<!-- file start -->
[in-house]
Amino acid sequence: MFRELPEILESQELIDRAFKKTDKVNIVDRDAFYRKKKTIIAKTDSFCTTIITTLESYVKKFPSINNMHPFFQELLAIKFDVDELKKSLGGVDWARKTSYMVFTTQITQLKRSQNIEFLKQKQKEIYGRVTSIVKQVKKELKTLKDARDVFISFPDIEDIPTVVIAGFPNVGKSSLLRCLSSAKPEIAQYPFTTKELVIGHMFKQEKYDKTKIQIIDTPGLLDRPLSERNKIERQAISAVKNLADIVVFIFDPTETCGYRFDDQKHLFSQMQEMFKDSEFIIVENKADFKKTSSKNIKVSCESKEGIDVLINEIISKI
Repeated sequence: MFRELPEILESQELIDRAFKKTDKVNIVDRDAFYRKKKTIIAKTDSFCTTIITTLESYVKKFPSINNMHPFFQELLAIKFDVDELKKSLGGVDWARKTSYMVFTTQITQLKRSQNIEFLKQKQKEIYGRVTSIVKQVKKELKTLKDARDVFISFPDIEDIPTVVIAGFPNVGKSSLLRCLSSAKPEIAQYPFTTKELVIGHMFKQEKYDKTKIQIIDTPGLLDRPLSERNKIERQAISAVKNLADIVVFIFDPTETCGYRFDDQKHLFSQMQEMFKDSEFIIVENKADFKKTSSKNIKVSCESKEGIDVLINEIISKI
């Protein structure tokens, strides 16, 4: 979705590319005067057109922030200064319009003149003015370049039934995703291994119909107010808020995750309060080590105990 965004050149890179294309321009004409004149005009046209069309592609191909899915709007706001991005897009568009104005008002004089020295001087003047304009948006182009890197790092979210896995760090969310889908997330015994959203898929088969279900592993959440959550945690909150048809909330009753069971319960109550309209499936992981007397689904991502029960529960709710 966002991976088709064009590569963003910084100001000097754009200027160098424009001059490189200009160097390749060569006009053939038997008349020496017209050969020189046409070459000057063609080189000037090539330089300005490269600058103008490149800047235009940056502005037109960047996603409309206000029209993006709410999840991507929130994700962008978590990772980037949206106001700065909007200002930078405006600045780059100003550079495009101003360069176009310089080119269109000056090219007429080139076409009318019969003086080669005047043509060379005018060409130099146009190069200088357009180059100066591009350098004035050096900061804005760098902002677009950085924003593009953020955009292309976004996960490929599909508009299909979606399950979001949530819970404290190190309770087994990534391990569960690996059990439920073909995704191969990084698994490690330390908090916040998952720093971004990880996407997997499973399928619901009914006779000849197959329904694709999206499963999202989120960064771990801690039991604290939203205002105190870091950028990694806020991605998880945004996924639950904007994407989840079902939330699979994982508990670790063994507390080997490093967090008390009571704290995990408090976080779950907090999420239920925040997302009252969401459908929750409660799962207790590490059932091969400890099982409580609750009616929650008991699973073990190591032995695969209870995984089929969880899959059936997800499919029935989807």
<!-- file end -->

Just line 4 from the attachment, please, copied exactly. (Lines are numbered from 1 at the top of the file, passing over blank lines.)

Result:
């Protein structure tokens, strides 16, 4: 979705590319005067057109922030200064319009003149003015370049039934995703291994119909107010808020995750309060080590105990 965004050149890179294309321009004409004149005009046209069309592609191909899915709007706001991005897009568009104005008002004089020295001087003047304009948006182009890197790092979210896995760090969310889908997330015994959203898929088969279900592993959440959550945690909150048809909330009753069971319960109550309209499936992981007397689904991502029960529960709710 966002991976088709064009590569963003910084100001000097754009200027160098424009001059490189200009160097390749060569006009053939038997008349020496017209050969020189046409070459000057063609080189000037090539330089300005490269600058103008490149800047235009940056502005037109960047996603409309206000029209993006709410999840991507929130994700962008978590990772980037949206106001700065909007200002930078405006600045780059100003550079495009101003360069176009310089080119269109000056090219007429080139076409009318019969003086080669005047043509060379005018060409130099146009190069200088357009180059100066591009350098004035050096900061804005760098902002677009950085924003593009953020955009292309976004996960490929599909508009299909979606399950979001949530819970404290190190309770087994990534391990569960690996059990439920073909995704191969990084698994490690330390908090916040998952720093971004990880996407997997499973399928619901009914006779000849197959329904694709999206499963999202989120960064771990801690039991604290939203205002105190870091950028990694806020991605998880945004996924639950904007994407989840079902939330699979994982508990670790063994507390080997490093967090008390009571704290995990408090976080779950907090999420239920925040997302009252969401459908929750409660799962207790590490059932091969400890099982409580609750009616929650008991699973073990190591032995695969209870995984089929969880899959059936997800499919029935989807």